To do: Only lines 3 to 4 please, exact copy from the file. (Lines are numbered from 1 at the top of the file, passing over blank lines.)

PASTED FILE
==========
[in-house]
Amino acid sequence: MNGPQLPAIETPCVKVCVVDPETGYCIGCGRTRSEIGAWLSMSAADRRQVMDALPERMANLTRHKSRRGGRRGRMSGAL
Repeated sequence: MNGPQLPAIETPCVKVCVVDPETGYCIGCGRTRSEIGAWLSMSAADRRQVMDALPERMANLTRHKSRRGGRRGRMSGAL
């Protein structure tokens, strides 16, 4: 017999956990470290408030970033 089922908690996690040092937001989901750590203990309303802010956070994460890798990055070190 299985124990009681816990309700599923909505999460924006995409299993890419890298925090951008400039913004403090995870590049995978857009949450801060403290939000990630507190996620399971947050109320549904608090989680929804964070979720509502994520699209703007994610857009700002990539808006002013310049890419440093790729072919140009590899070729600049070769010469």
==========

Repeated sequence: MNGPQLPAIETPCVKVCVVDPETGYCIGCGRTRSEIGAWLSMSAADRRQVMDALPERMANLTRHKSRRGGRRGRMSGAL
């Protein structure tokens, strides 16, 4: 017999956990470290408030970033 089922908690996690040092937001989901750590203990309303802010956070994460890798990055070190 299985124990009681816990309700599923909505999460924006995409299993890419890298925090951008400039913004403090995870590049995978857009949450801060403290939000990630507190996620399971947050109320549904608090989680929804964070979720509502994520699209703007994610857009700002990539808006002013310049890419440093790729072919140009590899070729600049070769010469």